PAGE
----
Their report for H2 2020 shows EE coverage within cities is much higher than O2's:

Glasgow Not enough data 19.7%
Edinburgh Not enough data 19.6%
Belfast 4.0% 35.3%
Newcastle 10.9% 26.4%
Leeds and Bradford 12.3% 24.4%
Hull 17.1% 56.8%
Liverpool 13.3% 33.5%
Manchester Not enough data 38.0%
Sheffield 10.4% 41.9%
Nottingham 11.8% 57.0%
Leicester 12.7% 44.8%
Birmingham 1.1% 54.9%
Coventry 9.0% 24.8%
Cardiff Not enough data 38.7%
Bristol Not enough data 28.1%
London 6.6% 39.9%

So, from these results it looks as if customers in EE's 5G locations are more likely to receive coverage than those in O2's 5G areas.

5G coverage is increasing all the time, so customers hoping to spend a lot of time using 5G on a 5G-capable device should check their local coverage on operators' websites.

Read more about 5G mobile broadband.


Winner: EE are the market leader on 4G and showing positive signs on 5G speeds too.

EE is the undisputed champion of 4G mobile speeds, with the most recent report from Opensignal covering the first months of 2021 showing their average speeds are double those offered by O2.

Their Download Speed Experience metric showed average EE speeds of 39.0Mbps compared to O2's 17.3Mbps.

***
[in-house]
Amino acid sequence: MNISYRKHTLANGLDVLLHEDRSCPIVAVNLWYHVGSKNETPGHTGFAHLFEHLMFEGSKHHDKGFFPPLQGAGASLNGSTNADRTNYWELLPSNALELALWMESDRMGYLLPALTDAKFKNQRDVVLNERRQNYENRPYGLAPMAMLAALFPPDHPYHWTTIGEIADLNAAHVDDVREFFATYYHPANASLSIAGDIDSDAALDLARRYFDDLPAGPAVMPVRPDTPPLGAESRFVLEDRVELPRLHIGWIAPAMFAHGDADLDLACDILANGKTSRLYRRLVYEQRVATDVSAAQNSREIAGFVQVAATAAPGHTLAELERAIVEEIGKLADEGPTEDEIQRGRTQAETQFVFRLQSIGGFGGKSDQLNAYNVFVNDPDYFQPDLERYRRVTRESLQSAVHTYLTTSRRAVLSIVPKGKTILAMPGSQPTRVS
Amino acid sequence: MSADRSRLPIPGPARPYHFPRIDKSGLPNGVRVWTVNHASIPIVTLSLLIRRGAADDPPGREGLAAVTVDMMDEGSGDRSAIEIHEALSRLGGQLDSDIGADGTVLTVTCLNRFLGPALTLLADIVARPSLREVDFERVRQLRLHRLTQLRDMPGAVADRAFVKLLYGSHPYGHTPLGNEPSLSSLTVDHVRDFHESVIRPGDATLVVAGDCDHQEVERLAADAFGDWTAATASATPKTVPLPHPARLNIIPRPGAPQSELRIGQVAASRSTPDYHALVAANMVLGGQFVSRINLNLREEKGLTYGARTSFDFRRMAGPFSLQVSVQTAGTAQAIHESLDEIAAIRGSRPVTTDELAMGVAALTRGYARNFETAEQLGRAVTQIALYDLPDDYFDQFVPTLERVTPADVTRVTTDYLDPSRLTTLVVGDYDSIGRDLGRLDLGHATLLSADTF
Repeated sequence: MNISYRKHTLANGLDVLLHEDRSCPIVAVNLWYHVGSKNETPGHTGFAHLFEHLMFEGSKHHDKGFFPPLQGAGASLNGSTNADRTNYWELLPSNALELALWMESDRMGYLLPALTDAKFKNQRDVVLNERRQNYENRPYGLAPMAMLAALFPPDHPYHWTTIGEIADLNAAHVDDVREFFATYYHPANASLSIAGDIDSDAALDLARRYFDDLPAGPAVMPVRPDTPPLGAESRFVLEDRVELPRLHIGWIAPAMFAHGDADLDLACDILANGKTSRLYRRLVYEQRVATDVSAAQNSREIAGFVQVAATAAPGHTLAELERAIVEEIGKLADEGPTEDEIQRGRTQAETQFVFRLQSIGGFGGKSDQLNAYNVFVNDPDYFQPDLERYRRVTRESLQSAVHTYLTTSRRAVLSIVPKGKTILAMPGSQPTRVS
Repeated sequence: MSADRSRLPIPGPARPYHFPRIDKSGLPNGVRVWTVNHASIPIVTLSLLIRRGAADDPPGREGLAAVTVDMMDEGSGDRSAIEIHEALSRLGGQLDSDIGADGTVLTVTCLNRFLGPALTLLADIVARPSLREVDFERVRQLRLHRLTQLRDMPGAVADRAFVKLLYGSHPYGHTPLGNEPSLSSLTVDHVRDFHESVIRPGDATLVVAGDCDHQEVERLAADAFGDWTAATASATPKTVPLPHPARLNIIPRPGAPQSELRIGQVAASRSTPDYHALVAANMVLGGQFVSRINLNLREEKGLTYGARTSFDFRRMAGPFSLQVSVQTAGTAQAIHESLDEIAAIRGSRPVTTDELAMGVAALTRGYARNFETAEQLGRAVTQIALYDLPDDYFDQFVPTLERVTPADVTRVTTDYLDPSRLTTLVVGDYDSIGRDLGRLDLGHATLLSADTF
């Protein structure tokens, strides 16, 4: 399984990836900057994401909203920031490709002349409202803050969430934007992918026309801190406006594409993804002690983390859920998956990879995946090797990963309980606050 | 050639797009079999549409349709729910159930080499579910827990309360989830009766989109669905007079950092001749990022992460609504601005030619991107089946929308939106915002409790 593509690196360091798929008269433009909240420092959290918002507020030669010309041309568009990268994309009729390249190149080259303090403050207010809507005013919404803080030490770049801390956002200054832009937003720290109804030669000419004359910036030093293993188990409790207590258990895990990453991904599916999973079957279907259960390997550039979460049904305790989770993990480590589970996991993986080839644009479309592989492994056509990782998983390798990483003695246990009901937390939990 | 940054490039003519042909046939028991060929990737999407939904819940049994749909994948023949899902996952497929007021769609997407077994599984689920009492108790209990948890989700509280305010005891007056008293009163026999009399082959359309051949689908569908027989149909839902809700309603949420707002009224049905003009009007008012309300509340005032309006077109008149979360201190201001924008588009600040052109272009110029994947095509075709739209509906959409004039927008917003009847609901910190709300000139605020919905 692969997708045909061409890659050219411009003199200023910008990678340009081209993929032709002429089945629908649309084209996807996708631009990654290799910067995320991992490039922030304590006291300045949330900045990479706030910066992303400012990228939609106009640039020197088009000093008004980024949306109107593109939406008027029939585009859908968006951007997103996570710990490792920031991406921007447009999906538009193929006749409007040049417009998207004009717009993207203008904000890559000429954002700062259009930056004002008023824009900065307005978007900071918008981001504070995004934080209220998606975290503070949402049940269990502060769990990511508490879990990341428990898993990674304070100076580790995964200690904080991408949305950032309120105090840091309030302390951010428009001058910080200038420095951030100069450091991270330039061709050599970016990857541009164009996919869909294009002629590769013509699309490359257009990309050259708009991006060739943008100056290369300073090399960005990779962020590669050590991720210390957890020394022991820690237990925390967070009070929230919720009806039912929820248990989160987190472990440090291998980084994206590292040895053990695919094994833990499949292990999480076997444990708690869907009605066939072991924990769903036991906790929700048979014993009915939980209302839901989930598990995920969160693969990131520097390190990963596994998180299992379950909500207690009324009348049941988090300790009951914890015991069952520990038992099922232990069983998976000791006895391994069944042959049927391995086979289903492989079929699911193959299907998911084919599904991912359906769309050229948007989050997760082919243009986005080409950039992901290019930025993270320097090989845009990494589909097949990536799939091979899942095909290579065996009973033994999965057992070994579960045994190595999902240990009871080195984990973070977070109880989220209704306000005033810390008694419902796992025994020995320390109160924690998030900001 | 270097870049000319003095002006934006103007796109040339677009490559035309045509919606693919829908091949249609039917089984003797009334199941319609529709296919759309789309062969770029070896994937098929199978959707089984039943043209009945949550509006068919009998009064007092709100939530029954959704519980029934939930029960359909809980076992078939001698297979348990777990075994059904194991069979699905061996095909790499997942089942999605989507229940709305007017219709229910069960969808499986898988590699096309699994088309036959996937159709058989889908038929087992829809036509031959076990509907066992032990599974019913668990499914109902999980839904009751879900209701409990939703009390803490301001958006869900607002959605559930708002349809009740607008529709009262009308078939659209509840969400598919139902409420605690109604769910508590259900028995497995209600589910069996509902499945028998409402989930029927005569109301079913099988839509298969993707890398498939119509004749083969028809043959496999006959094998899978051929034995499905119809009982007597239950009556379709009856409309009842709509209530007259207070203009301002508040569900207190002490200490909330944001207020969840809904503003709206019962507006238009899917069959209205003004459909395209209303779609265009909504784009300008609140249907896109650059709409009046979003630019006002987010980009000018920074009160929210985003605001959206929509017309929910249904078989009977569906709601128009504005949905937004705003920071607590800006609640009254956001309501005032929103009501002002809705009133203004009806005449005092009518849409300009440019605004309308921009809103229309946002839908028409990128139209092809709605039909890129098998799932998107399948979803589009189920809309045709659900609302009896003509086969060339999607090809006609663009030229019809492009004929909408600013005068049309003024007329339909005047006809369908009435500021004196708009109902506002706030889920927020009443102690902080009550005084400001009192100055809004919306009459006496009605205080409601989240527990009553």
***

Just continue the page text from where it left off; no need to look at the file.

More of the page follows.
This is backed up by data from RootMetrics looking at the average speeds of each mobile network (combining 4G and 5G results).

Their fastest median download speed was recorded in Hull with 82.8Mbps while their slowest was in Leeds with 37.7Mbps.

The results for O2 were markedly different. Their fastest was 32.0Mbps in Leicester with Bristol recording their lowest media download speed of 7.5Mbps.

To put it in stark terms: O2's best median download speeds in RootMetrics' test cities was still slower than EE's slowest.

On 5G, we can again refer to RootMetrics' 5G specific report for the second half of 2020, and we find that O2 are consistently fast on 5G services, beating EE's fastest median download speed by over 30Mbps (with 178.9Mbps in Belfast).

Yet RootMetrics noted EE were the only provider to post average speeds of 100Mbps in all test cities.

Overall, EE are in the lead on 4G speeds and showing excellent signs on 5G speeds too. With the two combined, it's difficult to look past them.


Winner: O2 include an Extra with most of their plans while EE's Smart Benefits require customers to sign up to a more expensive tariff.

O2 and EE have enhanced plan options which allow customers to add extra benefits to their mobile deals. O2 call these Extras while EE's are called Smart Benefits.

O2 Extras allow customers to add a service for free for up to 12 months. The options change regularly, but they are the exclusive partner of Disney+ in the UK so that's usually in the mix.

Yet the Extra doesn't last for the length of the contract as EE's Smart Benefits do (nor are Extras swappable as EE's version are). EE customers can also choose up to three swappable benefits on certain plans while O2 customers are limited to one.